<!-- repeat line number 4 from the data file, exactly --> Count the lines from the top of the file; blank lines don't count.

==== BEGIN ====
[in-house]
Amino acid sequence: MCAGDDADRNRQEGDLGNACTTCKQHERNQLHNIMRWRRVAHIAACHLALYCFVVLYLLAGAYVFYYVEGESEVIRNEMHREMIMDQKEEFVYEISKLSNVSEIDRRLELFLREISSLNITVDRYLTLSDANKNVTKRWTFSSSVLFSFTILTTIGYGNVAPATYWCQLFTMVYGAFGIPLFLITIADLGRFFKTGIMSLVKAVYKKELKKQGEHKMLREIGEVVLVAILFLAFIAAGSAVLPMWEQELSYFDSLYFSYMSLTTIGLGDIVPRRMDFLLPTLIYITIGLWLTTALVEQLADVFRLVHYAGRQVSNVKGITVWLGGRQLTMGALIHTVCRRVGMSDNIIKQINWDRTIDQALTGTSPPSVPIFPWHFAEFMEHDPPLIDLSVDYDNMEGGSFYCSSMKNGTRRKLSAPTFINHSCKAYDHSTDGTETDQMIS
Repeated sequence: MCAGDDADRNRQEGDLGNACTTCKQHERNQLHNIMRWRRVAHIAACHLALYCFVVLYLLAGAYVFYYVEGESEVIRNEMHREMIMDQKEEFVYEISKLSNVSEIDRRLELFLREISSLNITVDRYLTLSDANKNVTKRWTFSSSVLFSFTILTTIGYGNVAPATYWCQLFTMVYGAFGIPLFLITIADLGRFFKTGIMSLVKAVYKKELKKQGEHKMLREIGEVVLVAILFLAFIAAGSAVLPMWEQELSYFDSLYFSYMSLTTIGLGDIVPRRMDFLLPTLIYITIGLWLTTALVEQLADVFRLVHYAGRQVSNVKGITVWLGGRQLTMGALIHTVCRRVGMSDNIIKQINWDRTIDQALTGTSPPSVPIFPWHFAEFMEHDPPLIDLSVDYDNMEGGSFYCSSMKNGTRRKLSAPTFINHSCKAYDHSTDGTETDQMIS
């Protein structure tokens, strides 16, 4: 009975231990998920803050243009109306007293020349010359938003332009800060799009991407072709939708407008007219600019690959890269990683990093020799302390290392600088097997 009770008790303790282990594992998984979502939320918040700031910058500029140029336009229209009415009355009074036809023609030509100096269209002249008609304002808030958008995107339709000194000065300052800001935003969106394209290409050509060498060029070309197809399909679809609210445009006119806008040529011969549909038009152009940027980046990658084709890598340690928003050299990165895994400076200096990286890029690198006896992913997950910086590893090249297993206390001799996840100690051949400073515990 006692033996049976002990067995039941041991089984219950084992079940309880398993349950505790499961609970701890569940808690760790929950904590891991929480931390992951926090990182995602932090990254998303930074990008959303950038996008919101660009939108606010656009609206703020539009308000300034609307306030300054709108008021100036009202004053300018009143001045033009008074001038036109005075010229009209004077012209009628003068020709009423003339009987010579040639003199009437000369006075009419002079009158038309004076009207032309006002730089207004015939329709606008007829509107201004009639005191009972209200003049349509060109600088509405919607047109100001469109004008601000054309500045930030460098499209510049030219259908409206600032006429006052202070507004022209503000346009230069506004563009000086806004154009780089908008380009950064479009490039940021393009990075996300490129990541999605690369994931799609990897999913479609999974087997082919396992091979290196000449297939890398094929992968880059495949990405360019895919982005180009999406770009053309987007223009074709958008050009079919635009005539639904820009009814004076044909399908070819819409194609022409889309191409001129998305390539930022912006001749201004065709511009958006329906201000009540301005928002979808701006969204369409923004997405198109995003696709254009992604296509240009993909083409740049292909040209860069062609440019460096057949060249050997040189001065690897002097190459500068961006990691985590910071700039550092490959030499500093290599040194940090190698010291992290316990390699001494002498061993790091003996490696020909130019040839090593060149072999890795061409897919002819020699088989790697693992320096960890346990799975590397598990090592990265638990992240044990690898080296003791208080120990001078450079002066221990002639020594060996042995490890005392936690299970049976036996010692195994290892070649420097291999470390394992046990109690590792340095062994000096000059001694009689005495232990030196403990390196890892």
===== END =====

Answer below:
């Protein structure tokens, strides 16, 4: 009975231990998920803050243009109306007293020349010359938003332009800060799009991407072709939708407008007219600019690959890269990683990093020799302390290392600088097997 009770008790303790282990594992998984979502939320918040700031910058500029140029336009229209009415009355009074036809023609030509100096269209002249008609304002808030958008995107339709000194000065300052800001935003969106394209290409050509060498060029070309197809399909679809609210445009006119806008040529011969549909038009152009940027980046990658084709890598340690928003050299990165895994400076200096990286890029690198006896992913997950910086590893090249297993206390001799996840100690051949400073515990 006692033996049976002990067995039941041991089984219950084992079940309880398993349950505790499961609970701890569940808690760790929950904590891991929480931390992951926090990182995602932090990254998303930074990008959303950038996008919101660009939108606010656009609206703020539009308000300034609307306030300054709108008021100036009202004053300018009143001045033009008074001038036109005075010229009209004077012209009628003068020709009423003339009987010579040639003199009437000369006075009419002079009158038309004076009207032309006002730089207004015939329709606008007829509107201004009639005191009972209200003049349509060109600088509405919607047109100001469109004008601000054309500045930030460098499209510049030219259908409206600032006429006052202070507004022209503000346009230069506004563009000086806004154009780089908008380009950064479009490039940021393009990075996300490129990541999605690369994931799609990897999913479609999974087997082919396992091979290196000449297939890398094929992968880059495949990405360019895919982005180009999406770009053309987007223009074709958008050009079919635009005539639904820009009814004076044909399908070819819409194609022409889309191409001129998305390539930022912006001749201004065709511009958006329906201000009540301005928002979808701006969204369409923004997405198109995003696709254009992604296509240009993909083409740049292909040209860069062609440019460096057949060249050997040189001065690897002097190459500068961006990691985590910071700039550092490959030499500093290599040194940090190698010291992290316990390699001494002498061993790091003996490696020909130019040839090593060149072999890795061409897919002819020699088989790697693992320096960890346990799975590397598990090592990265638990992240044990690898080296003791208080120990001078450079002066221990002639020594060996042995490890005392936690299970049976036996010692195994290892070649420097291999470390394992046990109690590792340095062994000096000059001694009689005495232990030196403990390196890892």